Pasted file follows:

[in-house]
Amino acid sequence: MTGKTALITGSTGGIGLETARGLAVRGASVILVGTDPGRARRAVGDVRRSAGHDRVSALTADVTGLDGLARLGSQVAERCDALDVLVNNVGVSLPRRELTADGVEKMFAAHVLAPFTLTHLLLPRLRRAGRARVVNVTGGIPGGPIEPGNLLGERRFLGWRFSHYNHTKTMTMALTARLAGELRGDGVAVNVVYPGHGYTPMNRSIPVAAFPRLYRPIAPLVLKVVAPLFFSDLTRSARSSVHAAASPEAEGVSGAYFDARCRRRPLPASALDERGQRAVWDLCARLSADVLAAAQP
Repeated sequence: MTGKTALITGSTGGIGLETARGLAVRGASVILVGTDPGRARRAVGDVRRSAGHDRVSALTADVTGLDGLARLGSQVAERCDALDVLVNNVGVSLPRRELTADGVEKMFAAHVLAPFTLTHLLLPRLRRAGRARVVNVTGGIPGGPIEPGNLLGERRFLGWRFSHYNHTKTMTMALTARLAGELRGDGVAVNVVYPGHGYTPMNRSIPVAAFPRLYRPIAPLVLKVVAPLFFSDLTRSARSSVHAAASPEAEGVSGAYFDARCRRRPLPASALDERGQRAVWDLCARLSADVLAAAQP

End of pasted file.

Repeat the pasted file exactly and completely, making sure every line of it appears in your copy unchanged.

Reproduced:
[in-house]
Amino acid sequence: MTGKTALITGSTGGIGLETARGLAVRGASVILVGTDPGRARRAVGDVRRSAGHDRVSALTADVTGLDGLARLGSQVAERCDALDVLVNNVGVSLPRRELTADGVEKMFAAHVLAPFTLTHLLLPRLRRAGRARVVNVTGGIPGGPIEPGNLLGERRFLGWRFSHYNHTKTMTMALTARLAGELRGDGVAVNVVYPGHGYTPMNRSIPVAAFPRLYRPIAPLVLKVVAPLFFSDLTRSARSSVHAAASPEAEGVSGAYFDARCRRRPLPASALDERGQRAVWDLCARLSADVLAAAQP
Repeated sequence: MTGKTALITGSTGGIGLETARGLAVRGASVILVGTDPGRARRAVGDVRRSAGHDRVSALTADVTGLDGLARLGSQVAERCDALDVLVNNVGVSLPRRELTADGVEKMFAAHVLAPFTLTHLLLPRLRRAGRARVVNVTGGIPGGPIEPGNLLGERRFLGWRFSHYNHTKTMTMALTARLAGELRGDGVAVNVVYPGHGYTPMNRSIPVAAFPRLYRPIAPLVLKVVAPLFFSDLTRSARSSVHAAASPEAEGVSGAYFDARCRRRPLPASALDERGQRAVWDLCARLSADVLAAAQP